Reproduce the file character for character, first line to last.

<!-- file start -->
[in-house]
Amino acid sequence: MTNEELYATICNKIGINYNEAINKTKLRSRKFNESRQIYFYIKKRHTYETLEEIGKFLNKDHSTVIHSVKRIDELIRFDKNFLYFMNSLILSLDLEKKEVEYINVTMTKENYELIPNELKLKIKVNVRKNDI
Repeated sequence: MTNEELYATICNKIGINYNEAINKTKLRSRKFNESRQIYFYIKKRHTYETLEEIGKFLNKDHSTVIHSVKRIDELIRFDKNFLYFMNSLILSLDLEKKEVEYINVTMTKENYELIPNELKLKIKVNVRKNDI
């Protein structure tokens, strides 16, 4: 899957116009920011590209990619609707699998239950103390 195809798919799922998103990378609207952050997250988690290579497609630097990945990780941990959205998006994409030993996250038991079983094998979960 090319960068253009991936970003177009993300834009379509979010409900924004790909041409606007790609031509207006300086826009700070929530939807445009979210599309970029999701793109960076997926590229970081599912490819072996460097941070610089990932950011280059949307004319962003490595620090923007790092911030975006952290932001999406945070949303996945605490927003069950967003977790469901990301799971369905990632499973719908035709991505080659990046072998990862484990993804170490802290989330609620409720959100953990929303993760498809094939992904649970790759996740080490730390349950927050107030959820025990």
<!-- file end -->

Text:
[in-house]
Amino acid sequence: MTNEELYATICNKIGINYNEAINKTKLRSRKFNESRQIYFYIKKRHTYETLEEIGKFLNKDHSTVIHSVKRIDELIRFDKNFLYFMNSLILSLDLEKKEVEYINVTMTKENYELIPNELKLKIKVNVRKNDI
Repeated sequence: MTNEELYATICNKIGINYNEAINKTKLRSRKFNESRQIYFYIKKRHTYETLEEIGKFLNKDHSTVIHSVKRIDELIRFDKNFLYFMNSLILSLDLEKKEVEYINVTMTKENYELIPNELKLKIKVNVRKNDI
């Protein structure tokens, strides 16, 4: 899957116009920011590209990619609707699998239950103390 195809798919799922998103990378609207952050997250988690290579497609630097990945990780941990959205998006994409030993996250038991079983094998979960 090319960068253009991936970003177009993300834009379509979010409900924004790909041409606007790609031509207006300086826009700070929530939807445009979210599309970029999701793109960076997926590229970081599912490819072996460097941070610089990932950011280059949307004319962003490595620090923007790092911030975006952290932001999406945070949303996945605490927003069950967003977790469901990301799971369905990632499973719908035709991505080659990046072998990862484990993804170490802290989330609620409720959100953990929303993760498809094939992904649970790759996740080490730390349950927050107030959820025990």